Having read that the key technical concepts for SOA are services, interoperability, and loose coupling, you might conclude that all you have to do to enable SOA is to introduce services, interoperability, and loose coupling.
But as I stated earlier, you can't buy SOA. What's important is that you introduce these concepts in the appropriate fashion. That is, you have to find the right degree of centralization, you have to set up the corresponding processes, and you have to do your homework. A lack of these "ingredients" is what I most often find as the problem in real SOA projects. To establish SOA successfully, you have to care for your infrastructure, architecture, and processes (including the metaprocess, governance).
Infrastructure is the technical part of SOA that enables high interoperability. The infrastructure of a SOA landscape is called an enterprise service bus (ESB). This term is taken from enterprise application integration, where it was called the EAI bus or just enterprise bus.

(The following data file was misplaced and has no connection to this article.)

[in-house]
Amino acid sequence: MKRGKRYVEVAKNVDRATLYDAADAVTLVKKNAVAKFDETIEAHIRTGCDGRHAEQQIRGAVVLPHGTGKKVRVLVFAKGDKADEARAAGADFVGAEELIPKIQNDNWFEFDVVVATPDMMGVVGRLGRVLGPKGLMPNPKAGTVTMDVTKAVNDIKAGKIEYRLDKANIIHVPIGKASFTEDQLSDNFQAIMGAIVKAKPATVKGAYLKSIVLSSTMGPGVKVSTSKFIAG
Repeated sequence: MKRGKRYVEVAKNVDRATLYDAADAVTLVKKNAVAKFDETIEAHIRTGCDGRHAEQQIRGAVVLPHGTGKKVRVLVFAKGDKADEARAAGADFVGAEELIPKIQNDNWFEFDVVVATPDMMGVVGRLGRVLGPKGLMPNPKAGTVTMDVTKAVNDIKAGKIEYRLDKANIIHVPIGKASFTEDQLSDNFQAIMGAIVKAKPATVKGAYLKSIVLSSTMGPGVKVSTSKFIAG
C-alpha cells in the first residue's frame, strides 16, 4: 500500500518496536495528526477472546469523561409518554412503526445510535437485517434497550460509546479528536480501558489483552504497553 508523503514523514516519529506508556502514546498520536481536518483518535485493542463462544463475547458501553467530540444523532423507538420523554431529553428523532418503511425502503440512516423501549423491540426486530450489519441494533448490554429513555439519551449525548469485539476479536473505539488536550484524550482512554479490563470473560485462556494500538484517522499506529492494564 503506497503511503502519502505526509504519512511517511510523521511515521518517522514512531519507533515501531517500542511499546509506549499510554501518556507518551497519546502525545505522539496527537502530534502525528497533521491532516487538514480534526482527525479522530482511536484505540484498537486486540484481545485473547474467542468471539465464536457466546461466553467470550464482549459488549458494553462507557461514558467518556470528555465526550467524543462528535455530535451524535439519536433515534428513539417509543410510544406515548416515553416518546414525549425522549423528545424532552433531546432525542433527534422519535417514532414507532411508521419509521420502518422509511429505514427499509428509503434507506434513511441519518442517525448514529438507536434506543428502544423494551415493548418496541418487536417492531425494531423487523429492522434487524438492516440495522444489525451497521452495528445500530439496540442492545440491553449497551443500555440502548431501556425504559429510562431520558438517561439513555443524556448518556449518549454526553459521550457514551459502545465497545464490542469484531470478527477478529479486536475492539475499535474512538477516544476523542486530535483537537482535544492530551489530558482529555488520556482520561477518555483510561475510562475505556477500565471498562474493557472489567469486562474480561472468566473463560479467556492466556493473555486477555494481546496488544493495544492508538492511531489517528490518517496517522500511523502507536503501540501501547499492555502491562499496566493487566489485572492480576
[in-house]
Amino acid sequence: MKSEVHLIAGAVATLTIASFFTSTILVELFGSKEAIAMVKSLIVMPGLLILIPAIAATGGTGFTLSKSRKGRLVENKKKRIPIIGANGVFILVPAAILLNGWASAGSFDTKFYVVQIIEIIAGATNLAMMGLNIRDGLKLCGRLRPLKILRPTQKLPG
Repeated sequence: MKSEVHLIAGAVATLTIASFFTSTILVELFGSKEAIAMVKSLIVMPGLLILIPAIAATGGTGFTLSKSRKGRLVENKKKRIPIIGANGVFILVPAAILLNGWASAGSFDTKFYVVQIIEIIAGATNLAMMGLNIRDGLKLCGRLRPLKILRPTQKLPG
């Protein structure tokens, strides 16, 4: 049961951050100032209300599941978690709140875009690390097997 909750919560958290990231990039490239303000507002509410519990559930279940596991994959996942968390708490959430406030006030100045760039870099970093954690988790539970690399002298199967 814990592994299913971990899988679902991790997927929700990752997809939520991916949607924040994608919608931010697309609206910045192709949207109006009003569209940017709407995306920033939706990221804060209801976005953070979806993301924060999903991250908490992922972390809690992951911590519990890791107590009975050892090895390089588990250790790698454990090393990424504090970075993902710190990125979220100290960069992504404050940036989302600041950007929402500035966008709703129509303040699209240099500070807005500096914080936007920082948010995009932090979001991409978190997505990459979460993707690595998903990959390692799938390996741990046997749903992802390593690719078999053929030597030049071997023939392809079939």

The key feature of the ESB is that it enables you to call services between heterogeneous systems. Its responsibilities include data transformation, (intelligent) routing, dealing with security and reliability, service management, monitoring, and logging.
Chapter 5 will discuss the purpose and properties of an ESB in detail.
Architecture is necessary to restrict all the possibilities of SOA in such a way that it leads to a working, maintainable system. SOA ...